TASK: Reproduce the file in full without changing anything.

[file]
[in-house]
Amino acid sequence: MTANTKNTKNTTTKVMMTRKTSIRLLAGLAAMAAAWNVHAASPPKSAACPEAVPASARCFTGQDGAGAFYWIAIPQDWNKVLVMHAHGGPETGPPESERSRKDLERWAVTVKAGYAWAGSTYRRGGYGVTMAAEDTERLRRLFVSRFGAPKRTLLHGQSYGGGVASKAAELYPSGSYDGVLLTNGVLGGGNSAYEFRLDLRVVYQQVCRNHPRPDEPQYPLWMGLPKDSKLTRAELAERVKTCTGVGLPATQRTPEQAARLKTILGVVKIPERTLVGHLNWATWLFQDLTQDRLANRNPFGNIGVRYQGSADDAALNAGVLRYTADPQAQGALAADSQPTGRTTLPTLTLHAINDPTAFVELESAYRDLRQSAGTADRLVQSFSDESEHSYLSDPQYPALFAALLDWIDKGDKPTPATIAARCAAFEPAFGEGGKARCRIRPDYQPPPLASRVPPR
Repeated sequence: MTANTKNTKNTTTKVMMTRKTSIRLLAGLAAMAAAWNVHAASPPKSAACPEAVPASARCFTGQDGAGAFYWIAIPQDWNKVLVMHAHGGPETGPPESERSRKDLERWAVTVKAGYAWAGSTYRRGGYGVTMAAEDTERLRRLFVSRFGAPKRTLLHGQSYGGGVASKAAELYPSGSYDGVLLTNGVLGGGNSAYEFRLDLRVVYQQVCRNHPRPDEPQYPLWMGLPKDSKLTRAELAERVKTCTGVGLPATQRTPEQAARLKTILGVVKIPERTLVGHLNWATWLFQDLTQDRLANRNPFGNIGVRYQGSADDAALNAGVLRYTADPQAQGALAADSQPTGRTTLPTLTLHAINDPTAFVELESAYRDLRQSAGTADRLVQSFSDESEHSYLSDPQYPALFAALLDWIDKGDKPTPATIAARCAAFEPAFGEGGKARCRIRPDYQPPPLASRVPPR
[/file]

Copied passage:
[in-house]
Amino acid sequence: MTANTKNTKNTTTKVMMTRKTSIRLLAGLAAMAAAWNVHAASPPKSAACPEAVPASARCFTGQDGAGAFYWIAIPQDWNKVLVMHAHGGPETGPPESERSRKDLERWAVTVKAGYAWAGSTYRRGGYGVTMAAEDTERLRRLFVSRFGAPKRTLLHGQSYGGGVASKAAELYPSGSYDGVLLTNGVLGGGNSAYEFRLDLRVVYQQVCRNHPRPDEPQYPLWMGLPKDSKLTRAELAERVKTCTGVGLPATQRTPEQAARLKTILGVVKIPERTLVGHLNWATWLFQDLTQDRLANRNPFGNIGVRYQGSADDAALNAGVLRYTADPQAQGALAADSQPTGRTTLPTLTLHAINDPTAFVELESAYRDLRQSAGTADRLVQSFSDESEHSYLSDPQYPALFAALLDWIDKGDKPTPATIAARCAAFEPAFGEGGKARCRIRPDYQPPPLASRVPPR
Repeated sequence: MTANTKNTKNTTTKVMMTRKTSIRLLAGLAAMAAAWNVHAASPPKSAACPEAVPASARCFTGQDGAGAFYWIAIPQDWNKVLVMHAHGGPETGPPESERSRKDLERWAVTVKAGYAWAGSTYRRGGYGVTMAAEDTERLRRLFVSRFGAPKRTLLHGQSYGGGVASKAAELYPSGSYDGVLLTNGVLGGGNSAYEFRLDLRVVYQQVCRNHPRPDEPQYPLWMGLPKDSKLTRAELAERVKTCTGVGLPATQRTPEQAARLKTILGVVKIPERTLVGHLNWATWLFQDLTQDRLANRNPFGNIGVRYQGSADDAALNAGVLRYTADPQAQGALAADSQPTGRTTLPTLTLHAINDPTAFVELESAYRDLRQSAGTADRLVQSFSDESEHSYLSDPQYPALFAALLDWIDKGDKPTPATIAARCAAFEPAFGEGGKARCRIRPDYQPPPLASRVPPR